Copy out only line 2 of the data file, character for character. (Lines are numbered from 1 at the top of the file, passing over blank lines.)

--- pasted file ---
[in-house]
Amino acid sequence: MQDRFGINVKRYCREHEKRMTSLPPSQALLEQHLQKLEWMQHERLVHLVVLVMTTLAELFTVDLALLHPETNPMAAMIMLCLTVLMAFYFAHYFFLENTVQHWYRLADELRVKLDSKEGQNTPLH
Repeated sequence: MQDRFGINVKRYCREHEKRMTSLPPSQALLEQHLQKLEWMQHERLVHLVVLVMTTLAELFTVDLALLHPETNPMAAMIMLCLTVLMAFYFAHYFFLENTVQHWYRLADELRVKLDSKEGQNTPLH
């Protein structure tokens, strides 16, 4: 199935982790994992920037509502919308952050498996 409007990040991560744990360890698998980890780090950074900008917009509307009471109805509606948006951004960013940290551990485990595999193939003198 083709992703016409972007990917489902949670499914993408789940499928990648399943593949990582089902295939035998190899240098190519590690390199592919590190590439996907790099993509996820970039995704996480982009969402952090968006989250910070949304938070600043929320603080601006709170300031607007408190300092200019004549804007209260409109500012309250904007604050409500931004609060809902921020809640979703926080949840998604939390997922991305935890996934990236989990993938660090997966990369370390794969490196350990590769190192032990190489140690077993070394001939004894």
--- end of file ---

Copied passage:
Amino acid sequence: MQDRFGINVKRYCREHEKRMTSLPPSQALLEQHLQKLEWMQHERLVHLVVLVMTTLAELFTVDLALLHPETNPMAAMIMLCLTVLMAFYFAHYFFLENTVQHWYRLADELRVKLDSKEGQNTPLH